Second, all substantive concern, e.g., expressed as upsetting bankruptcy’s “traditional bargain” in Jared Ellias’ words (and especially so if they are solvent, as Ralph Brubaker reminds), really boils down to this: Are they cheating? And as Anthony Casey and Joshua Macey have noted, what that really means is: Are there enough assets left for the claimants? And that, as the road-terminus Rome of so many bankruptcy matters, is ultimately a valuation question—of claims, assets, going-concern surplus…the whole nine yards. Forests of trees have died in service of bankruptcy scholarship on valuation, and, just to make you, Dear Likely Reader, feel old, recall that North LaSalle well-preceded the birth of most current law students. My two cents in these hyper-inflationary times is that whenever I distrust valuation, and Ken Ayotte notes elsewhere that we should be extra-distrustful with synthetic analogues to real assets, I revert to my instincts that it’s hard to beat having skin in the game. Indeed, the elegance of the Code’s section 524(g) is in requiring the backstopping by half the equity of the company. So a “funding agreement” is fine and dandy, as is an “extraordinarily large” contribution of capital, but it’s no pledging of cold, hard assets. Third-party releases on demand? Not so fast! If debtors want to reap the bankruptcy system efficiencies of speedy aggregate litigation, they should have to backstop that benefit with the internalized risk of real, teethy underwriting.
Finally, and this point segues from the prior observation, the role of the discretion accorded bankruptcy judges stands front and center with the Two-Step. As the presumable watchdogs of over-reaching-cum-under-endowing BadCo, the bankruptcy judges wield their power to dispatch for lack of good faith or for receiving lack of reasonably equivalent value. (For the efficacy of bankruptcy judges in valuation matters, see Forests, supra.) To feel comfortable with them, then, one requires a sense of attunement to the risks and issues at stake. Yet as David Skeel reminded us, the gushing endorsement of the bankruptcy system dripping in the LTL opinion (or, perhaps by corollary, angst about the state tort system) may augur poorly for a critical eye being cast on these un-mergers. Unless we see some pushback and demonstrated non-naivete, legislative intervention seems overdetermined, as Jin Lee and Amelia Ricketts have already flagged.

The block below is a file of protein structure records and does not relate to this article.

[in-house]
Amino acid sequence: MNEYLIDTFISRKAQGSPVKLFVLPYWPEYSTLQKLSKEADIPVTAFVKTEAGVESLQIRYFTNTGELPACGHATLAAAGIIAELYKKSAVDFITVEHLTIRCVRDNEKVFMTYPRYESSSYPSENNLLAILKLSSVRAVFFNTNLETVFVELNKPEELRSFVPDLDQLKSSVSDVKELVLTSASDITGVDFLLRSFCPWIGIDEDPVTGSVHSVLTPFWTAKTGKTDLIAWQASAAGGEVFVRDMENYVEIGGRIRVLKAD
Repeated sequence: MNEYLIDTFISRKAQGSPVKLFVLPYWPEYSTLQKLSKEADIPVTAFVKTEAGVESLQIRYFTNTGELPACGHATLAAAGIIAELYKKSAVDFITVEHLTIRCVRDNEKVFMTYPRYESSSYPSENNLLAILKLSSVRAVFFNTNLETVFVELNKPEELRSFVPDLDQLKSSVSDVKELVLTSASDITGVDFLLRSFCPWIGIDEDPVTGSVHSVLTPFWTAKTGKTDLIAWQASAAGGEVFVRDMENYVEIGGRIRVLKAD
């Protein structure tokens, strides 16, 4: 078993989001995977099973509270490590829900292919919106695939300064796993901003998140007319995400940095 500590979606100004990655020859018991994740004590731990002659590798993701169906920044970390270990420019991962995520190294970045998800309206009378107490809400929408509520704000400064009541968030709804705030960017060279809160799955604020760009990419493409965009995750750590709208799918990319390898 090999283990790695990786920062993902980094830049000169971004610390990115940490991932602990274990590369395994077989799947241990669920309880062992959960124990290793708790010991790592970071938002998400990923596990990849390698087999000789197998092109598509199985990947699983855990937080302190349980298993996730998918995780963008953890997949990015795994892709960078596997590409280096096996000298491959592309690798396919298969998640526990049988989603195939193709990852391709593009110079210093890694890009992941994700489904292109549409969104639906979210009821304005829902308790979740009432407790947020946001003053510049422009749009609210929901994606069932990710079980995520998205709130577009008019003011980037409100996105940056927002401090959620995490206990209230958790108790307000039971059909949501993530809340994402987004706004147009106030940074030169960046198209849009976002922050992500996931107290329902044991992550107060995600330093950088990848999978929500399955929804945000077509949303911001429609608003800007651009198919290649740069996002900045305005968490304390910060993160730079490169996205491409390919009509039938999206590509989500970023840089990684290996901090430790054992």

I am broadly sympathetic to modular usages of the bankruptcy system, but I have also been around enough blocks to know that one person’s more efficient resolution is another’s value-extracting cudgel. To cheerily assume the riskless benefit (low risk, high returns!) of this latest bankruptcy innovation is not just blinkered but is a Siren call for legislative intervention.
By Joao Guilherme Thiesi da Silva (Cleary Gottlieb Steen & Hamilton LLP)